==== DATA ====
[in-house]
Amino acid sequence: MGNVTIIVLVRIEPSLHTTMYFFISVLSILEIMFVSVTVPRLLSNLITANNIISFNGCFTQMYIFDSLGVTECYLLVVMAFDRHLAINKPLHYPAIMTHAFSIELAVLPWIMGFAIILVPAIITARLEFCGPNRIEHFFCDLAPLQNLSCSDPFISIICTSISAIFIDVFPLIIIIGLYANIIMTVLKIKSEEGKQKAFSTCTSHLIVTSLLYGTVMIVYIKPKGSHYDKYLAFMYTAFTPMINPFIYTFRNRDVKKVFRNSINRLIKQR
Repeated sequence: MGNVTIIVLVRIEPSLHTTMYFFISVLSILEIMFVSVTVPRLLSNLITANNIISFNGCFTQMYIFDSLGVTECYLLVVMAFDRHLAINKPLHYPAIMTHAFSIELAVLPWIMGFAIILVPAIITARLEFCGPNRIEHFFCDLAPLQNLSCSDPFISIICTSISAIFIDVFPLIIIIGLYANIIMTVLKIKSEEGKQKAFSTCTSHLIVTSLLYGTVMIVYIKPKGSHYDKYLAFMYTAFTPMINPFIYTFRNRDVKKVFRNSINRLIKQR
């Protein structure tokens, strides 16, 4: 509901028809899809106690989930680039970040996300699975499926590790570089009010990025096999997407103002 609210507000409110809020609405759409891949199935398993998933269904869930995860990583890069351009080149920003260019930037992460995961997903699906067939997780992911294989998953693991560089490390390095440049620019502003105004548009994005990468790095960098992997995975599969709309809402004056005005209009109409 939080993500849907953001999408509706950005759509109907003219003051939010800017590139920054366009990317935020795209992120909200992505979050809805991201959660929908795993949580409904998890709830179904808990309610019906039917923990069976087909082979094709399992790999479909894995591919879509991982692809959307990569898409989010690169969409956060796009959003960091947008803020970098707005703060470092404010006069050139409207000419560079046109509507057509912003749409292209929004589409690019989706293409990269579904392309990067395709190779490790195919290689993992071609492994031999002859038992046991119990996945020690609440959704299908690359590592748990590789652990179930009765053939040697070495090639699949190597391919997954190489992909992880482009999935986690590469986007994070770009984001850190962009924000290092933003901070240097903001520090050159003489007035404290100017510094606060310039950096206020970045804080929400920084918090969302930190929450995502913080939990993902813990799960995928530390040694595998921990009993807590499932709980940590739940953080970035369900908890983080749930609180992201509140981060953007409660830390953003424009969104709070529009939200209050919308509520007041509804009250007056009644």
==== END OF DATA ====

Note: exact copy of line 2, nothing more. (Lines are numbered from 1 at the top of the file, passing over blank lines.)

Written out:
Amino acid sequence: MGNVTIIVLVRIEPSLHTTMYFFISVLSILEIMFVSVTVPRLLSNLITANNIISFNGCFTQMYIFDSLGVTECYLLVVMAFDRHLAINKPLHYPAIMTHAFSIELAVLPWIMGFAIILVPAIITARLEFCGPNRIEHFFCDLAPLQNLSCSDPFISIICTSISAIFIDVFPLIIIIGLYANIIMTVLKIKSEEGKQKAFSTCTSHLIVTSLLYGTVMIVYIKPKGSHYDKYLAFMYTAFTPMINPFIYTFRNRDVKKVFRNSINRLIKQR